Friday, January 16, 2009

You Don't Know Me!!

Stereotypes are everywhere. I've stereotyped people. You've stereotyped people (c'mon don't lie). It happens. Sometimes you're right on, but most of the time you're not, or you haven't even scratched the surface of who that person is. 

Yes, someone might be a jock, but that's not the only thing they are. Someone might be a blonde, but that doesn't mean they're not smart too. I might like to play Nintendo but that doesn't mean I'm a nerd. Trying to place someone into one stereotype is like trying to push a square block through a round peg. It totally doesn't work, because it doesn't totally fit. 

I've been stereotyped as a jock because I played sports. I've been stereotyped as stuck-up because I was shy. We all have been placed into one stereotype or another. The thing I try to remember when I begin to stereotype people is that this isn't the only thing to this person. Or what I see is not necessarily what I'll get. I personally like to surprise people. After I know they've put a label on me, as quiet or sporty or whatever, I slowly begin to show them who I really am. I can be funny. I can be sarcastic. I can be a little dramatic. I can talk about and enjoy things outside of sports. Who knew?! 

The great thing about stereotypes is that we can't prevent them from happening, but we can prove them wrong. Not only that we can break out of those stereotypes and show people that we are way too awesome and complex to be summed up in just one word. HOLLA IF YA HEAR ME!!


  1. I agree that stereotypes are not always accurate. The problem with them is most of the time they are. That is why stereotypes occur. Making assumptions are not always a bad thing either. Situational times it would be smart to use stereotypes. For example if you are alone late at night and spot someone who is walking in a dark alley way, who is wearing all black and for some reason your instincts tell you that this person is unsafe you should probably listen to it. They can guide us in the right direction in some scenarios. This man may be lost or just felt like taking a walk to get some stress off. But by stereotyping him and using common sense you can avoid some potentially bad situations. When you are stereotyping for the wrong reasons of assuming all people are one way without learning for yourself it can be a bad situation.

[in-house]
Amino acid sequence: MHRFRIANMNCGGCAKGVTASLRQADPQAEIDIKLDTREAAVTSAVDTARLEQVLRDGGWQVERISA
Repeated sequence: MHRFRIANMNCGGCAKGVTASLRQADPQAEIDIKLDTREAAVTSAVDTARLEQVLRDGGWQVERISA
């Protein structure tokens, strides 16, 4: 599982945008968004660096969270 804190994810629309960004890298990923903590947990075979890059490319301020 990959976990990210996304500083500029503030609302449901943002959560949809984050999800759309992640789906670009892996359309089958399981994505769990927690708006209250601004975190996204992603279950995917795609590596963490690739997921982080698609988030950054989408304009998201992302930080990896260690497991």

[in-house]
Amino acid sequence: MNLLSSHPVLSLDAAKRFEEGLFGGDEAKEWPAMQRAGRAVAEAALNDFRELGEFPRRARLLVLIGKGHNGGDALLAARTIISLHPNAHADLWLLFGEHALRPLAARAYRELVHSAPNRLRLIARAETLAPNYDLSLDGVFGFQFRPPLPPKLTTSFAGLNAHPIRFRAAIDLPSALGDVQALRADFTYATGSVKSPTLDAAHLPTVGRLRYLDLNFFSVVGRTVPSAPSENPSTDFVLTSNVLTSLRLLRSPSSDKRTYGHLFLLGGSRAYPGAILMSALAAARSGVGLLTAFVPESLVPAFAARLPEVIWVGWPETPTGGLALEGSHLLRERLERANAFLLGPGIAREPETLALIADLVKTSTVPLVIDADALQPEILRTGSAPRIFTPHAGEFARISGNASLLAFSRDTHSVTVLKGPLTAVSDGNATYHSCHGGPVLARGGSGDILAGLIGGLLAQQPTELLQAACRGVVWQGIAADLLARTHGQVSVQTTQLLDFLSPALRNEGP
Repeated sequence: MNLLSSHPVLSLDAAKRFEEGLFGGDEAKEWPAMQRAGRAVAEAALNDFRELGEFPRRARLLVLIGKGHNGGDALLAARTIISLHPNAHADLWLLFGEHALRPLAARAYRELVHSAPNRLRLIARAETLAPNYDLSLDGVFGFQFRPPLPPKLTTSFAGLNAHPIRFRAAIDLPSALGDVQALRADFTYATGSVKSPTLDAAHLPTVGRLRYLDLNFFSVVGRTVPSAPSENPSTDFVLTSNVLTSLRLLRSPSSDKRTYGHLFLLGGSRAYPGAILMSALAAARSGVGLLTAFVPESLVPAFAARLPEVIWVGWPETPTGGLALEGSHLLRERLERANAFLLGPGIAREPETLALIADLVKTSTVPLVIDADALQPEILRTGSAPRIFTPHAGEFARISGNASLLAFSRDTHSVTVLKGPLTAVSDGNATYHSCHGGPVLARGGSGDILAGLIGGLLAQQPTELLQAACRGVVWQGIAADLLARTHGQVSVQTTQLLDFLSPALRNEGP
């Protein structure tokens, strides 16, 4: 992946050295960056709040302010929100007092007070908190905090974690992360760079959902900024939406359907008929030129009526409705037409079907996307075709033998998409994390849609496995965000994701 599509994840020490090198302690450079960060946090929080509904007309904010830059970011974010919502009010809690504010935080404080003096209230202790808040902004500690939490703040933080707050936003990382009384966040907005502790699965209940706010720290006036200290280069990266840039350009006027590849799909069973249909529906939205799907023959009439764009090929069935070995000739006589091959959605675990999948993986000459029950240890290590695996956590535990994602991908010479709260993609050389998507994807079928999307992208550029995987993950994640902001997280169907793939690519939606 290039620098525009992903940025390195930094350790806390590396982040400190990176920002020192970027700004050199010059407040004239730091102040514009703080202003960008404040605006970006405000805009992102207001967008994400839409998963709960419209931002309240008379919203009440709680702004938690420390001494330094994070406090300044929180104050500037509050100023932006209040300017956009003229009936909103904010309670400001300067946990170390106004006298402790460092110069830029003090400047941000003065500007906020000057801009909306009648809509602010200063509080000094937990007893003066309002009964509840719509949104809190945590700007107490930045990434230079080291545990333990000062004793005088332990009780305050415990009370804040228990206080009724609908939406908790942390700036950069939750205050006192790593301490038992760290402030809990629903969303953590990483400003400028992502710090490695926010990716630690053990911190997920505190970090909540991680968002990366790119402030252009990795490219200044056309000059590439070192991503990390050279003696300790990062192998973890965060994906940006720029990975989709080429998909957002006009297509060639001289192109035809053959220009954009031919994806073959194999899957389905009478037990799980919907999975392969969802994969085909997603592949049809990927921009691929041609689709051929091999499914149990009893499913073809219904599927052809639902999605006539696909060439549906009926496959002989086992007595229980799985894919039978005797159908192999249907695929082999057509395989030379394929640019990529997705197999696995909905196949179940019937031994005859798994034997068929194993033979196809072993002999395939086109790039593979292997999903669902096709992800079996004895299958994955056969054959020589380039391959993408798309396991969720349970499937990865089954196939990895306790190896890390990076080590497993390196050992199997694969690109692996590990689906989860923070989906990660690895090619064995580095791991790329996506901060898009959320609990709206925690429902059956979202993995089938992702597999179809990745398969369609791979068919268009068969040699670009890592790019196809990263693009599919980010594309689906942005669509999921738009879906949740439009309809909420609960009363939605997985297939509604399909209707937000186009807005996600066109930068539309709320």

2. I totally agree, I cant help but think the exact same thing, I would be frieked out if a guy was walking down the alleyway looking for attention. No Thanks! Steroetypes are everywhere. In class we talked about this a little bit, how Asians are "smart." Im sure a big chunk of them are, but the other day on campus I saw an Asian smoking, which indicates that he probably isn't the smartest guy, by stereotyping him, of course we would think that. maybe he is the most intelligent guy on campus, but its the stereotyping that cripples us of our thinking.

  3. I agree 100% about what you said with stereotypes. I sell cars for one of my jobs and a couple came in to buy a car. Their hair was all messy and their clothes were all baggy, plus they looked like they were 18 years old. Turns out they were 21 and they were approved for a car and I sold a car to them. I assumed that they would not have any money or credit experience but they did. I am guilty of it as well. You never know who people really are from what you just see but you have to talk to them and get to know them better.

  4. I love that statement about stereotype, "we can't prevent them from happening but we can prove them wrong." My sister loves doing this. She is about 5,7 blonde, petite, has tatoos down her arms and wears black leather jackets and hardcore metal tshirts. She smokes like cancer doesn't exist and swears in everyday speech like it's the norm. She's also a head chef in a prestigious restaurent, loves a pristine and perfect colored foundation make-up, is a soon to be pro pool player,is really passionate about books, and i really would'nt want to bump into her down a dark alley when she's drunk. There is just so much to every individual. I think one of the words that we all missed that would apply to all the stereotypes, is "Complicated". there is no black and white.

  5. Good, Kate. You're on the right track here. I'd like you to think more about the implications of stereotyping. What happens to people when they are stereotyped, for good or bad? What happens to the people who do the stereotyping? How does this effect the way we function as a society?